Humankind has endured 100 years of audio distortion

The human ear is remarkably sensitive. Tap a wine glass, a plastic ruler, a ceramic mug, or jingle some coins and, even blindfolded, you can likely discern the object and its material based on the resulting sound.

Similarly, a loudspeaker expert can distinguish types of audio speakers based on how they sound. Whether it is a paper cone or a plastic one, a metal dome tweeter, a silk dome, or an electrostatic speaker, all of them, including expensive systems, produce undesirable resonance vibrations that are measurable in a waterfall plot and will obscure and muddy reproduction of audio.

Very few people have ever encountered audio drivers that come close to being resonance-free. Even live music is often delivered via the same flawed devices, and the auditory experience may be further affected by poor venue acoustics. So, just as we were in regards to televisions in the CRT era, before the advent of 4K OLED displays, we are oblivious to how incredible our favourite tracks and musicians can actually sound.

acousticWing®shifting resonance distortion to ultrasonic frequencies

The acousticWing® driver stands in a league of its own. The diaphragm, which looks and moves like a bird wing in flight, is ultra-rigid and resonance-free across almost the entire audible bandwidth. This approach is in complete opposition to almost all commercially available speakers, which feature some form of thin diaphragm that is prone to flexing.

Similarly the driver base is compact, ultra-rigid and entirely free of resonance across the audible bandwidth. In contrast to the cases of the plastic ruler, ceramic cup and conventional drivers mentioned above, tapping reveals no clue that it is constructed from aluminium (which ordinarily is known for resonance and a distinctive sound.)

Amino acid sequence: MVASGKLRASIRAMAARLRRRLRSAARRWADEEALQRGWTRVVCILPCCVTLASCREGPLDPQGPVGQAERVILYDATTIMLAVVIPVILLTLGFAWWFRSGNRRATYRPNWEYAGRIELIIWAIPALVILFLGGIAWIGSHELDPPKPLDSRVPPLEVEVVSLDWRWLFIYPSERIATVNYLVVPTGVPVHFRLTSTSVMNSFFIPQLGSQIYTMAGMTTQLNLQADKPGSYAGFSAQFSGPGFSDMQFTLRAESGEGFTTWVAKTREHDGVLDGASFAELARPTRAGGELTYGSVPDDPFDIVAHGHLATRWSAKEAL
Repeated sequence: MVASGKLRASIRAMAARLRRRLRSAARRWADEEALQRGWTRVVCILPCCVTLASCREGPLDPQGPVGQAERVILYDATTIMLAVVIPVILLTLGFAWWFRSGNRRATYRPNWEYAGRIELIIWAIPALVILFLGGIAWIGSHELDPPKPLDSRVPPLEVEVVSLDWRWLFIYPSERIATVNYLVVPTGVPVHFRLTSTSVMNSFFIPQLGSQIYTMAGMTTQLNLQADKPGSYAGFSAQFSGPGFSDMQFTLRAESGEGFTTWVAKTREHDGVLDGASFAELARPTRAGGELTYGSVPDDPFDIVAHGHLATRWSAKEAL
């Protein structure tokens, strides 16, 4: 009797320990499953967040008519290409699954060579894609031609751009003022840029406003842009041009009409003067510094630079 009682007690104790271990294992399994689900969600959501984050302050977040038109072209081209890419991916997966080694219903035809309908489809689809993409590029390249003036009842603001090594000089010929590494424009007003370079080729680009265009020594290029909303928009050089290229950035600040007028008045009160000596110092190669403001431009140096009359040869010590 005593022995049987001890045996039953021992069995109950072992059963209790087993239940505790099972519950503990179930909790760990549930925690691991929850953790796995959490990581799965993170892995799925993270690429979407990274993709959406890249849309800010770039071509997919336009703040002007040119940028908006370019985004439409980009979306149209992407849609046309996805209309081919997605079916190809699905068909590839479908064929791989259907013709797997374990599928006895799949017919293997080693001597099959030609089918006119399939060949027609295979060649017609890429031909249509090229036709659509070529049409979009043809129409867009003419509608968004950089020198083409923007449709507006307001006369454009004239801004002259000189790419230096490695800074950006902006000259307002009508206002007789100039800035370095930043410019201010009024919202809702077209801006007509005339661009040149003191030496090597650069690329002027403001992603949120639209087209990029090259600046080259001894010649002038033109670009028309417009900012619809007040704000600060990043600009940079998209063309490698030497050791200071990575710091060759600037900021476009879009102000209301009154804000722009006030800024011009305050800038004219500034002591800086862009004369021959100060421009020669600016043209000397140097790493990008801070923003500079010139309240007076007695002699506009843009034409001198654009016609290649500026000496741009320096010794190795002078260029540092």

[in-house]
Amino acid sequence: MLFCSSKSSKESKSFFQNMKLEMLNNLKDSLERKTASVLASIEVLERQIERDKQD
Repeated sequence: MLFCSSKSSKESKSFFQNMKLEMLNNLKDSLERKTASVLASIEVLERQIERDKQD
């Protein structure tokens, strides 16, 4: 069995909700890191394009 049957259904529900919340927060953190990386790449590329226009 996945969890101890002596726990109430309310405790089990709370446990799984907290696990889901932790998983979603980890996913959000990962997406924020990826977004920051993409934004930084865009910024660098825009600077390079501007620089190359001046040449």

So, whereas conventional speaker drivers and their floppy diaphragms exhibit resonance distortion thus muddying the sound across nearly the entire operating bandwidth, the acousticWing® driver pushes all but a few barely detectable resonance modes beyond human audibility and into the ultrasonic frequency range (20Hz+).

The result is unmatched purity, astonishing detail, transient speed and supremely vital audio reproduction. With the floppy-membrane-diaphragm barrier between artist and listener removed, you can now experience engagement and emotional depth far exceeding what is possible with mere mortal conventional speaker drivers. It’s like hearing your music for the first time.

acousticWing®advantages beyond pure-fidelity

No ‘floppy’ diaphragm surround

Conventional cone and dome diaphragms require a “floppy” rubber diaphragm surround and/or a “spider” component to facilitate their linear action. This creates an unresolvable tradeoff for designers, who must balance conflicting requirements for diaphragm excursion capability (requiring a wider area of rubber), low frequency bandwidth (requiring wider and softer rubber) and resonance distortion (requiring the exact opposite which is a narrower surround and harder rubber).